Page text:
1 Conversion 2 Desulfurization 3 Ramsbottom Carbon FIGS. 2 and 3 provide comparisons of the performance of the preferred catalyst of the process of the present invention to the performances of other typical hydroprocessing catalysts when employed to convert the above desulfurized Cyrus atmospheric resids under similar test conditions. FIG. 2 compares the performances for desulfurization of a preferred catalyst of the process of the present invention, Catalyst D, and a typical hydroprocessing catalyst, Catalyst A. FIG. 3 correlates for four different catalysts the desulfurization activity of each to the reduction of Ramsbottom Carbon in the product obtained for each. One of these four catalysts, Catalyst D, is an embodiment of the preferred catalyst of the process of the present invention.

The data in FIG. 2 demonstrate that the catalyst of the process of the present invention provides desulfurization which is similar to the desulfurization obtained with the other hydroprocessing catalyst. Moreover, the data in FIG. 3 indicate that thecatalyst employed in the process of the present invention provides a reduction of Ramsbottom Carbon for a given level of desulfurization that is greater than those obtained with the other hydroprocessin'g catalysts. This would suggest that the process of the present invention, while providing comparable desu lfurization, operates with a smaller amount of coke being deposited upon the catalyst for a given rate of hydrocarbon flow than do processes employingthe other catalysts,

What is claimed is: p

1. A process for hydroprocessing a high-boiling petroleum hydrocarbon feedstock, which process comprises contacting said feedstock under hydrocarbon 1 conversion conditions and in the presence of hydrogen with a catalyst comprising a hydrogenation component and a porous refractory inorganic oxide having an average pore diameter of about 100 Anstroms to about 300 Angstroms and a surface area that is in excess of 200 square meters per gram, said hydrogenation component comprising a member selected from the group consisting of (l) uranium and a second hydrogenation metal, (2) their oxides, (3) their sulfides, and (4) mixtures thereof.

2. The process .of claim 1 wherein said second hydrogenationmetal of said catalyst is molybdenum.

3. The process of claim 1 wherein said hydrocarbon conversion conditions comprise an average catalyst temperature of about 600F. to about 1,200F., a hydrogen pressure of about 800 psig to about 3,500 psig, a liquid hourly space velocity of about 0.25: to about 5.0 volumes of hydrocarbon per hour per volume of catalyst, and a hydrogen addition rate of about 3,000 standard cubic feet per barrel of hydrocarbon to about 40,000 standard cubic feetper barrel of hydrocarbon.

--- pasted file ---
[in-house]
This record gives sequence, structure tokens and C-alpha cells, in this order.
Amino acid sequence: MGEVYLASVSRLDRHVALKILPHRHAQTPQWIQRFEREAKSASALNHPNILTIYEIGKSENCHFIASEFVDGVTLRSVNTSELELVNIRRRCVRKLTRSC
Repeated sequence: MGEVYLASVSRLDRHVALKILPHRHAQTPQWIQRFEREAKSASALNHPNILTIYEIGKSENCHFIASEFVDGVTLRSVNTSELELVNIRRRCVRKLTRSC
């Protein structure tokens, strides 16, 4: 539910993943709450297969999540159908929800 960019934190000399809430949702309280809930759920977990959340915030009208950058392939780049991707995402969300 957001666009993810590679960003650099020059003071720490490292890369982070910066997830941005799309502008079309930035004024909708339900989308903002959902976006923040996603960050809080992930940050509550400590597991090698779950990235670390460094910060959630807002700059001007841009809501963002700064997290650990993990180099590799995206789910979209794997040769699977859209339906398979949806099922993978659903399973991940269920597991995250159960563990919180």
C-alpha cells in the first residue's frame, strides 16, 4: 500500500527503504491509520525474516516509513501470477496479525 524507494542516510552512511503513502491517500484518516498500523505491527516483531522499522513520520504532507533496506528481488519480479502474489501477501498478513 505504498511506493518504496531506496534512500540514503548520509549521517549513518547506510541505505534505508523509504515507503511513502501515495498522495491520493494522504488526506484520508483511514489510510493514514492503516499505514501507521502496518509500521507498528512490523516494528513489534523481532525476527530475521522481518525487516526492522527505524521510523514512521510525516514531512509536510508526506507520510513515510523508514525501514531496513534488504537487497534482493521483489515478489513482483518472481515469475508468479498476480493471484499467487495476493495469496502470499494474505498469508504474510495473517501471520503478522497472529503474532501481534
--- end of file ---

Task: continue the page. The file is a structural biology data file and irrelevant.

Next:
4. The process of claim 1 wherein said uranium of said catalyst is present in an amount of about 1 weight percent to about 10 weight percent, calculated as U0 and based on the weight of the catalyst.

5. The process of claim 2 wherein said molybdenum of said catalyst is present in an amount of about 5 weight percent to about 15 weight percent, calculated as M00 and based on the weight of the catalyst, and said uranium of said catalyst is present in an amount of about 1 weight percent to about 10 weight percent, calculated asZUO and based on the wei ht of th tal t.

6. The proc ess of claim 2 whereiil said higit boi ling petroleum hydrocarbon feedstock is composed mainly of hydrocarbons boiling above 650F.

7. The process of claim 2 wherein said hydrocarbon conversion conditions comprise an average catalyst temperature of about 600F. to about 1,200F., a hydrogen pressure of about 800 psig to about 3,500 psig, a liquid hourly space velocity of about 0.25 to about 5 .0 volumes of hydrocarbon per hour per volume of catalyst, and a hydrogen addition rate of about 3,000 standard cubic feet per barrel of hydrocarbon to about 40,000 standard cubic feet per barrel of hydrocarbon.

8. The process of claim 4 wherein said hydrocarbon conversion conditions comprise an average catalyst temperature of about 600F. to about 1,200F., a hydrogen pressure of about 800 psig to about 3,500 psig, a liquid hourly space velocity of about 025m about 5 .0 volumes of hydrocarbon per hour per volume of catalyst, and a hydrogen addition rate of about 3,000 standard cubic feet per barrel of hydrocarbon to about 40,000 standard cubic feet per barrel of hydrocarbon.